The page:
Abroad Program Yields Research Projects – Hobart and William Smith Colleges \
The HWS Update

Abroad Program Yields Research Projects

Mary Buck '17 helps out during lunchtime atDuring a short-term study abroad trip to Guatemala in the summer of 2016, seven students began research projects confronting a range of ecological and social challenges facing the country.

The project by Marilyn Buck ’17 and Tyler Sutherland ’18, “Perceptions of Short-Term Volunteer Workers in Guatemala,” explores the impacts of “voluntourism,” in which short-term visitors perform service work. Working with Assistant Professor of Psychology Brien Ashdown — who led the trip with Associate Professor of Biology Meghan Brown — Buck and Sutherland set out to understand perceptions of voluntourism and the short-term volunteer workers.

“We’re hoping that these interviews will help us understand why the volunteers go to Guatemala, how they view their work and how the locals view their work,” says Ashdown, noting the more than 30 interviews with volunteers, Guatemalans and long-term residents working in social welfare fields, who often collaborate with the short-term workers.

Buck, who has drawn on the interviews for her Honors project, will present the findings in March at the annual conference of the Society for Cross-Cultural Research in New Orleans.

With “Ecology and Psychology in the Lake Atitlán Region of Guatemala,” Hannah Nichols ’17 examines connections between changes in the culture, ecology and psychology of the Lake Atitlán region and the lake’s pollution.

Since returning from Guatemala, Nichols has been coding transcriptions and recordings of focus group interviews, identifying patterns and themes among citizens’ observations about the pollution and its effects. Nichols will also present her findings at the Society for Cross-Cultural Research conference.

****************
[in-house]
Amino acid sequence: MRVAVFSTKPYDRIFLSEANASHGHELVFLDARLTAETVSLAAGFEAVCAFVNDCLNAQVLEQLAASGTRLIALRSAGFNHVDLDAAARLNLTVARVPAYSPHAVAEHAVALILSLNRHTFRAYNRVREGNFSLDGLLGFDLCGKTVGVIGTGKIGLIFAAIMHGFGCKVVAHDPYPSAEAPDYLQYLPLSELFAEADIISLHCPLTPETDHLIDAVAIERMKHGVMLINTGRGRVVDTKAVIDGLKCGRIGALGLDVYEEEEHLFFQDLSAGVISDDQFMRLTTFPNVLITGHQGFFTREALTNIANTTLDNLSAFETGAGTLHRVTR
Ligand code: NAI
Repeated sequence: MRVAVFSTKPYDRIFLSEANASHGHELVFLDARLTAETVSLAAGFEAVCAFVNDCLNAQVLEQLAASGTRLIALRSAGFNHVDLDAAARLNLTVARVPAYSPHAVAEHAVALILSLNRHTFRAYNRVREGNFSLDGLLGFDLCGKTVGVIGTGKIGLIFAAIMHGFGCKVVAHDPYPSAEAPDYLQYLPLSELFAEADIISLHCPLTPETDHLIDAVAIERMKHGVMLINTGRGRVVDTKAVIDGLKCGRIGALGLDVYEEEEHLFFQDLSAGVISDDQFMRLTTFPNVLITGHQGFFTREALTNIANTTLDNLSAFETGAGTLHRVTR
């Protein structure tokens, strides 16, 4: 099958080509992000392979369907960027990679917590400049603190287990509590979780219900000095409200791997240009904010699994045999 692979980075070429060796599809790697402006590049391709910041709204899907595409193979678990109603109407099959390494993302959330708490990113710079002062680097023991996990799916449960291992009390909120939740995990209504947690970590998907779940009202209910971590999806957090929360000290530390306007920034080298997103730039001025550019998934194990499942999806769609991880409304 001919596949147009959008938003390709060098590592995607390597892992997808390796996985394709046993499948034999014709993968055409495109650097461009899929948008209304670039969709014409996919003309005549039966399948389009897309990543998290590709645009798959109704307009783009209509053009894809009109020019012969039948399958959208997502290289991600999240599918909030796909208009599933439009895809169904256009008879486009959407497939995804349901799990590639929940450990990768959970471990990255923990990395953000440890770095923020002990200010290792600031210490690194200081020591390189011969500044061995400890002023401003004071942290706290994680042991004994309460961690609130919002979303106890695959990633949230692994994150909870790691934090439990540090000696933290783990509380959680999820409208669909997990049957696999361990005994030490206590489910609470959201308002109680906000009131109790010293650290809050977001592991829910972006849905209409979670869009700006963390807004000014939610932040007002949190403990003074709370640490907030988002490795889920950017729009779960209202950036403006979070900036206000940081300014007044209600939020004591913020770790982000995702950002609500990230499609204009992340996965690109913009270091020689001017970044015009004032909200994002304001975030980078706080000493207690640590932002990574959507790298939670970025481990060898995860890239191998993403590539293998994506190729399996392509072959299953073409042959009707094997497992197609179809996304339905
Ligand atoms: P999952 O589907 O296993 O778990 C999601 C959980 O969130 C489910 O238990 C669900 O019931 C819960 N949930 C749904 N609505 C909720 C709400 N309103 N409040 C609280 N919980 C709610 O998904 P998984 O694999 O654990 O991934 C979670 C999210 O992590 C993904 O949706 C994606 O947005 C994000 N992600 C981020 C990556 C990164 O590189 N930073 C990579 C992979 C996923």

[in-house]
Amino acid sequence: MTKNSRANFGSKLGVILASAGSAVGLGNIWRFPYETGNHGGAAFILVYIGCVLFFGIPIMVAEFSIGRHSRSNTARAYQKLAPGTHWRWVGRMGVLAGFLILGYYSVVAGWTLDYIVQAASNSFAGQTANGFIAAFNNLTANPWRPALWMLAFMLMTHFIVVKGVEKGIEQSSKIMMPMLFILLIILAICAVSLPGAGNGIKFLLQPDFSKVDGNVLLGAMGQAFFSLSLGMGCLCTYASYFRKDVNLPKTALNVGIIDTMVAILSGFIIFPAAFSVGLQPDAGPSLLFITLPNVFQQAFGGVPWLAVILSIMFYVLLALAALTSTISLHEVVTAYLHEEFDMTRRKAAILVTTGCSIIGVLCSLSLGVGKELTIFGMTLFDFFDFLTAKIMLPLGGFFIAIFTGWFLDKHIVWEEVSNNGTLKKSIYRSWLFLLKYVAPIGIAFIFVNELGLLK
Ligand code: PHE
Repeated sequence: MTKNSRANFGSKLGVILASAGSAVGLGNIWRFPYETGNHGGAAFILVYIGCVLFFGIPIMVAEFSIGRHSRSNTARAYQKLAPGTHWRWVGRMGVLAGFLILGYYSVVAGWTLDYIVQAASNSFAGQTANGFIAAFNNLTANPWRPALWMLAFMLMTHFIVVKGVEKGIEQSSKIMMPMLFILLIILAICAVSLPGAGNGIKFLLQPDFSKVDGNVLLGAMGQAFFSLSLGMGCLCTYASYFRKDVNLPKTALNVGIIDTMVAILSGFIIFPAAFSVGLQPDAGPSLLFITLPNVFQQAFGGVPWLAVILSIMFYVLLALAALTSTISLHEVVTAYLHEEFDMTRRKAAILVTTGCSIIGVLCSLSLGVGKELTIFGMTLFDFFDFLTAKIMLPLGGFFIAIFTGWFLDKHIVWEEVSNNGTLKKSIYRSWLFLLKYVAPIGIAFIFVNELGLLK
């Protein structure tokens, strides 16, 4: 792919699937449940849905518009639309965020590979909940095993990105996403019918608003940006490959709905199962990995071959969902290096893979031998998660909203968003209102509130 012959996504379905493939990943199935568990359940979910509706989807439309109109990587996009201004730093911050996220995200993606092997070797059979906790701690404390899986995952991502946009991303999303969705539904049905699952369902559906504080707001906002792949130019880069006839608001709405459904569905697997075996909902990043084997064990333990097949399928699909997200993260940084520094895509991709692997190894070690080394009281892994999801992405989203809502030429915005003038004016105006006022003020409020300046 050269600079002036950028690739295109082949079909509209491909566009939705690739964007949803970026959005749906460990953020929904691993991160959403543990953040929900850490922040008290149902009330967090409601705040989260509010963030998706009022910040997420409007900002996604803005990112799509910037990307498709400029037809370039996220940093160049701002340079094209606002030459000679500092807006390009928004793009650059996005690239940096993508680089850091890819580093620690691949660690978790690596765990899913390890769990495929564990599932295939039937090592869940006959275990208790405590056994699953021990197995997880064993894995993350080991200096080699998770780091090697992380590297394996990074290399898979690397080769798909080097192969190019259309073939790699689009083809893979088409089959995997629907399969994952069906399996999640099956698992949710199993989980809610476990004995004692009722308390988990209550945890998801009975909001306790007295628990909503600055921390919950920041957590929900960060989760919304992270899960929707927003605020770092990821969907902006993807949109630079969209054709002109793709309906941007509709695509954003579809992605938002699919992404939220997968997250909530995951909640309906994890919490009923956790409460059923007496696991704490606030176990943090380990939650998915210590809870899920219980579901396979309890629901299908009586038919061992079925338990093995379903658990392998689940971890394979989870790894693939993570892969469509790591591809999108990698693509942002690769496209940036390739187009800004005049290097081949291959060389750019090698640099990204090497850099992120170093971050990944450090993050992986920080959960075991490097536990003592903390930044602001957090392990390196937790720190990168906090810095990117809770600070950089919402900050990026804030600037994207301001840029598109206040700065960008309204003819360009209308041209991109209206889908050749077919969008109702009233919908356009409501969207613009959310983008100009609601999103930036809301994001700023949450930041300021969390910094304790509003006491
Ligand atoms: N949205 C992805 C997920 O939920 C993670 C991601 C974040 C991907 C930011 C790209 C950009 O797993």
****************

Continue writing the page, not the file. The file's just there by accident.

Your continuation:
For several years, Ashdown and his students’ research has helped secure and maintain grant funding for Amigos de Santa Cruz, an organization devoted to improving education and health in a village battling high rates of poverty, malnutrition and illiteracy. Using surveys and interviews from the organization, Ashdown and his HWS students then analyze the data, which is used in progress reports and evaluate policies and practices for the Amigos de Santa Cruz’s benefactors.

Now in the project’s fifth round of data collection, Cailey Mastrangelo ’19 and Shengyuan “Sharon” Tong ’18 are looking at the success of Amigos de Santa Cruz’s attempt to boost health and literacy by developing a sex education program in local schools.

Their work thus far in “Determining the Effectiveness of a Sex Ed Program in Guatemala” is having wide-ranging impacts on student knowledge, Mastrangelo says, from understanding about types of cervical cancer tests to domestic abuse survivor resources.

In “Assessing a Model Classroom Program in Guatemala,” Samantha Bowers ’17 and Carlos Robles ’18 also collaborated with Amigos de Santa Cruz on an early childhood education program.

Since Amigos started a pre-K program in the village several years ago, HWS students have been studying the differences in student performance between Amigos-affiliated classes and those with no connection to the group. Using an interview process Ashdown helped develop, the data collected at the end of each school year was sent to Geneva and analyzed by Ashdown and students, like Bowers, Robles and Kristin Ressel ’16, who later conducted an Honors project,  “Modeling Education: The Effectiveness of a ‘Model’ Classroom for Early Childhood Education in Guatemala.”

For Bowers, the immersion in such research has made her appreciate the “small changes like teacher and parent involvement in the classroom” in boosting student interest and behavior. “I am glad to be working on an ongoing research project that has already made such a valuable impact on these children and that has the potential to make even more of a difference on their lives.”